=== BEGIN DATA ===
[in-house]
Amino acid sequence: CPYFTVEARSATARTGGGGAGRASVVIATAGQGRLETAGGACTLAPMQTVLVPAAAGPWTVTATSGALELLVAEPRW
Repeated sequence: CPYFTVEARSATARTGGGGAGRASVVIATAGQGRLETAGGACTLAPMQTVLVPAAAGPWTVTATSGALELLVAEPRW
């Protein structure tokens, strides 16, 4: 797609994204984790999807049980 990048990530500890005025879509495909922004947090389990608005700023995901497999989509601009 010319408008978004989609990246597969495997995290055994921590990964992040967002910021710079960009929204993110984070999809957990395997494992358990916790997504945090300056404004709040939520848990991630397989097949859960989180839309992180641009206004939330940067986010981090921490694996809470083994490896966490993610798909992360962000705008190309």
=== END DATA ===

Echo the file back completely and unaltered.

[in-house]
Amino acid sequence: CPYFTVEARSATARTGGGGAGRASVVIATAGQGRLETAGGACTLAPMQTVLVPAAAGPWTVTATSGALELLVAEPRW
Repeated sequence: CPYFTVEARSATARTGGGGAGRASVVIATAGQGRLETAGGACTLAPMQTVLVPAAAGPWTVTATSGALELLVAEPRW
């Protein structure tokens, strides 16, 4: 797609994204984790999807049980 990048990530500890005025879509495909922004947090389990608005700023995901497999989509601009 010319408008978004989609990246597969495997995290055994921590990964992040967002910021710079960009929204993110984070999809957990395997494992358990916790997504945090300056404004709040939520848990991630397989097949859960989180839309992180641009206004939330940067986010981090921490694996809470083994490896966490993610798909992360962000705008190309």